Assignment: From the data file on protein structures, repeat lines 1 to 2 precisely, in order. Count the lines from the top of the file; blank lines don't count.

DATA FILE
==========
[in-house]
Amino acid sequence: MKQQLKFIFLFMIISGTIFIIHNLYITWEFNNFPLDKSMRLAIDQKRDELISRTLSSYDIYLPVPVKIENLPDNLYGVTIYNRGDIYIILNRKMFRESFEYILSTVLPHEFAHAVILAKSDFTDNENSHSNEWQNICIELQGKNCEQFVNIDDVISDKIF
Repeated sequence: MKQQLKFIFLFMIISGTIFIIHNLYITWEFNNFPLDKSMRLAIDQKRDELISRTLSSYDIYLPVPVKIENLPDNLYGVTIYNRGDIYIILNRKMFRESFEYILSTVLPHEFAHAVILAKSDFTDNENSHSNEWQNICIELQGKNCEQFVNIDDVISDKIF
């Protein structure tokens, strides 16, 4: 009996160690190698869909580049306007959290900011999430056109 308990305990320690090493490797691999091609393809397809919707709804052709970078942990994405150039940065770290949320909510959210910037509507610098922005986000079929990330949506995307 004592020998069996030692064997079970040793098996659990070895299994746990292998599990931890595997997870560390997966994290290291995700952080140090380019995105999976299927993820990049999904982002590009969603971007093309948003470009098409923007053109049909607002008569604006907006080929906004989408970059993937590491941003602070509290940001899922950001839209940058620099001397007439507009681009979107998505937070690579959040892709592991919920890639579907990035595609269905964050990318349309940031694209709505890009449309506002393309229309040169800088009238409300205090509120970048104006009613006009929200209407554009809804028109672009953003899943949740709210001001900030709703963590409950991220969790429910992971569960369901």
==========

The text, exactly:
[in-house]
Amino acid sequence: MKQQLKFIFLFMIISGTIFIIHNLYITWEFNNFPLDKSMRLAIDQKRDELISRTLSSYDIYLPVPVKIENLPDNLYGVTIYNRGDIYIILNRKMFRESFEYILSTVLPHEFAHAVILAKSDFTDNENSHSNEWQNICIELQGKNCEQFVNIDDVISDKIF